Kansas City, MO
2021 ParkScore® ranking: #20
Our analysis is based on five characteristics of an effective park system:
access, investment, acreage, amenities, and equity.
How we calculated Kansas City’s ParkScore rating:
54 out of 100
73 out of 100
65 out of 100
46 out of 100
81 out of 100
How does it work?
Cities can earn a maximum ParkScore rating of 100 points,
calculated as an average of their points for each of the
five categories. In evaluating park systems, we include
all publicly accessible land within the 100 most populous
U.S. cities that functions as a park. ParkScore index methodology
We're working to ensure there's a park within a 10-minute walk of home
of every person, in every neighborhood, in every city across America.
Is Kansas City meeting that goal?
of residents live within a 10 minute walk of a park.
National average 55%
Percent of residents within a
10-minute walk of a park by age
Children (0 - 19)
Adults (20 - 64)
Seniors (65+)
Percent of residents within a
10-minute walk of a park by income
Percent of residents within a 10-minute walk of a park by race/ethnicity

*Excludes those that report Hispanic origin (which is captured separately from race by the U.S. Census).

Park Space Per Person by Race/Ethnicity Relative to City Median

Selected Findings:

Residents in neighborhoods of color have access to 25% more park space per person than the city median and 74% more than those in white neighborhoods.

Any Census-designated race/ethnicity not shown above does not meet the minimum threshold to be displayed.

Park Space per Person By Income Relative to the City Median

Selected Findings:

Residents in low-income neighborhoods have access to 18% more park space per person than the city median and 65% more than those in high-income neighborhoods.

of Kansas City's city land is used for parks and recreation.
National median 15%
Where in Kansas City are parks needed most?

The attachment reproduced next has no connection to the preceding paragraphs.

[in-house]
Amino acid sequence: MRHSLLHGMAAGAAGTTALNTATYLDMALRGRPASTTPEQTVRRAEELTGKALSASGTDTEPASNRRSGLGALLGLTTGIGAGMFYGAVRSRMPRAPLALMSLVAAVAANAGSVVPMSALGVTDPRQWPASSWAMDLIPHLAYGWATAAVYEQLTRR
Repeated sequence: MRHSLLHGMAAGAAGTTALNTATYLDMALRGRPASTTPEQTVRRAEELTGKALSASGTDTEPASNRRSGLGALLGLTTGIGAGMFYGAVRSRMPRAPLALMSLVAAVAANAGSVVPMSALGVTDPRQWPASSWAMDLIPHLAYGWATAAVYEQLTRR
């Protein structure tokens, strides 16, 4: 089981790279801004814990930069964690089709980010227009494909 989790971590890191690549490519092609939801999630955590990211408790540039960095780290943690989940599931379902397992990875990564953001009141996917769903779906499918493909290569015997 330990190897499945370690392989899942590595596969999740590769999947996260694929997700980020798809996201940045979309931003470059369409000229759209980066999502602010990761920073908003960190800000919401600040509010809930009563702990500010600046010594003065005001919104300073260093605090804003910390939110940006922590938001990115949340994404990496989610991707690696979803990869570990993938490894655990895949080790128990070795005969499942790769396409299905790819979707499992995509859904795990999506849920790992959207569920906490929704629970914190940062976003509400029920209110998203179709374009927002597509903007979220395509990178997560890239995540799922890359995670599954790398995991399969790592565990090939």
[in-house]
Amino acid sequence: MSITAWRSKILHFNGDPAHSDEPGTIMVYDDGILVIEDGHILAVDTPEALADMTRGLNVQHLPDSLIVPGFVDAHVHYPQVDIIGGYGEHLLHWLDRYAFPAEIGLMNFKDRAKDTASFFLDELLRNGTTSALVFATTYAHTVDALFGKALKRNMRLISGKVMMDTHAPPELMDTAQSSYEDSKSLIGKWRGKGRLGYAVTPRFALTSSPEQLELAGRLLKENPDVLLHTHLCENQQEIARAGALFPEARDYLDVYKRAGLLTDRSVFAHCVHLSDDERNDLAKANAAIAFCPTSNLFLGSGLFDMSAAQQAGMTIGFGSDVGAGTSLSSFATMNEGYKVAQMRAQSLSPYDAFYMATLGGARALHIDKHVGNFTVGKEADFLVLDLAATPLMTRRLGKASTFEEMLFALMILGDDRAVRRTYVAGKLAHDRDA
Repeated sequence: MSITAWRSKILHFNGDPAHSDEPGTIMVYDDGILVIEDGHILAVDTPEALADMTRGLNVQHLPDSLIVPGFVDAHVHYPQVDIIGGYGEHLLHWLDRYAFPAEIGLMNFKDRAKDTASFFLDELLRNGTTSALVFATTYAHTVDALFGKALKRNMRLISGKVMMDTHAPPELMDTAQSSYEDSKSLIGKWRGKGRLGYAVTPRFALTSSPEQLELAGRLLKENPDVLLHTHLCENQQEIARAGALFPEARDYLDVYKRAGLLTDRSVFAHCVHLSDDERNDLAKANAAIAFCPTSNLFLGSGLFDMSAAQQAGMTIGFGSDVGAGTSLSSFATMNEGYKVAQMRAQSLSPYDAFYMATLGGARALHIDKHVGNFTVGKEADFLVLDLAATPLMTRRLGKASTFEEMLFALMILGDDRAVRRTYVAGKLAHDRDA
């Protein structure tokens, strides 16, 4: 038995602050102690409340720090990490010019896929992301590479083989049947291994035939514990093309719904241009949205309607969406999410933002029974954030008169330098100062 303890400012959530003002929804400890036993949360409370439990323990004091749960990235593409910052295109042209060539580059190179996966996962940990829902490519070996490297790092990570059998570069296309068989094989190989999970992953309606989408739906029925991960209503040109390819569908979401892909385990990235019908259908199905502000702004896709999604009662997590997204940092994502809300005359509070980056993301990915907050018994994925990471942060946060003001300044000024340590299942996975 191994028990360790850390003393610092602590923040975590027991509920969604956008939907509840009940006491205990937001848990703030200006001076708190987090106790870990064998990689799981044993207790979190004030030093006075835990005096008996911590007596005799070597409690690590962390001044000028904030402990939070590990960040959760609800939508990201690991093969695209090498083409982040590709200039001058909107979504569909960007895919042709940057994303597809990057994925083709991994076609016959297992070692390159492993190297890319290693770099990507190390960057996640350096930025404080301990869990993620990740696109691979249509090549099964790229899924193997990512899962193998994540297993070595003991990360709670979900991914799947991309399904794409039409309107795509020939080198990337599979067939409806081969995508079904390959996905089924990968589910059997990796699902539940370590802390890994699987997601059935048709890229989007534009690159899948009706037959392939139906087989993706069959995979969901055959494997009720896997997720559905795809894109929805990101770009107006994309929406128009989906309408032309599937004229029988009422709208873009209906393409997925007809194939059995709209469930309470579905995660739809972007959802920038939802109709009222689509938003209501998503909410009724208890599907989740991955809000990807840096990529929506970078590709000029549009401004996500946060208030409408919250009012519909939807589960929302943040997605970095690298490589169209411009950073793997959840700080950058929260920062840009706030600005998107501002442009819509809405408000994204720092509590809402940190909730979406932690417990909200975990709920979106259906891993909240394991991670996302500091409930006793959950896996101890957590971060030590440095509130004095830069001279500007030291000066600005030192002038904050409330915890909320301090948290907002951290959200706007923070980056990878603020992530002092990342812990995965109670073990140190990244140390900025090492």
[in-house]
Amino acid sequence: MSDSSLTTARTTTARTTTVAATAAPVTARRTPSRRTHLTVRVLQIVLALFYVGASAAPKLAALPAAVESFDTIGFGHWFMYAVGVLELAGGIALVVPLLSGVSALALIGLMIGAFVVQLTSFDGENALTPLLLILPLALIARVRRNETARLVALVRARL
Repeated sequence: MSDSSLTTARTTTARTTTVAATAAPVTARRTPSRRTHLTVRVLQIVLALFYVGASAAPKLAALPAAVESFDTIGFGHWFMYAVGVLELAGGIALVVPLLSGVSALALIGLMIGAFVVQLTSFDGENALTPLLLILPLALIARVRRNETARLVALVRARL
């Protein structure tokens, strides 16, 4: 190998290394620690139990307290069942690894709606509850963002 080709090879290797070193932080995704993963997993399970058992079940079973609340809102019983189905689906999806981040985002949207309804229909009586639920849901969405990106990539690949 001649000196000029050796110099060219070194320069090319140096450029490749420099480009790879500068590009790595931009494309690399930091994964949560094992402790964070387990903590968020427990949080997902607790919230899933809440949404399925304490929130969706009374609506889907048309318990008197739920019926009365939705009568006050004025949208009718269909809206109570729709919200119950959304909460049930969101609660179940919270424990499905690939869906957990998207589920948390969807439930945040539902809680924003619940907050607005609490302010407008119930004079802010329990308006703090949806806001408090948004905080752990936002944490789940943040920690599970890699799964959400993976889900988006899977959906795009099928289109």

Kansas City has 471 parks
We’ve mapped park access in 14,000 cities and towns across the country. Our free mapping platform helps you pinpoint where to focus park investments in your city.
Explore the map
See Kansas City's Map
Kansas City Park Amenities Compared to the 100 Largest U.S. Cities
Basketball Hoops
32 nd percentile
2.7 per 10,000 people
Dog Parks
29 th percentile
0.8 per 100,000 people
92 nd percentile
4.4 per 10,000 people
18 th percentile
0.8 per 10,000 people
Recreation and Senior Centers
18 th percentile
0.4 per 20,000 people
78 th percentile
2.9 per 100,000 people
Kansas City’s Park Spending Per Capita
Kansas City’s total spending per capita: $131
National Averages, Spending Per Capita:
City agency: $81 (85%)
Other public agencies: $6 (6%)
Private organizations: $5 (5%)
Monetized volunteer hours: $4 (4%)
TOTAL: $96
Mayor Quinton Lucas has pledged to adopt long-term, system-wide strategies to make sure every Kansas City resident has access to all the benefits parks provide.
"I have endorsed the vision that everyone should have a park or open space within a 10-minute walk of home." — Mayor Lucas
Learn about the 10-Minute Walk campaign
We’re helping people connect with nature near you
Stephens Lake, Missouri. Photo: Mike Lising

Working against a tight timeline, TPL helped negotiate an agreement between landowner Stephens College and the city, and assisted in structuring a funding strategy approved by voters in November, 2000. The park opened to the public in 2001.

Strawberry Creek Valley, Missouri. Photo: Mike Moore

Developers had applied for approval to subdivide 119 acres of pristine forest and high plateau overlooking the Meramec River Valley into more than 250 housing sites. Concerned citizens organized in opposition and turned to TPL for assistance in acquiring the property, which they did in 1997.

Chain of Rocks Bridge, Missouri. Photo: Ted Curtis

TPL contributed $90,000 to the renovation effort of this bridge led by the local nonprofit land trust, Trailnet, Inc.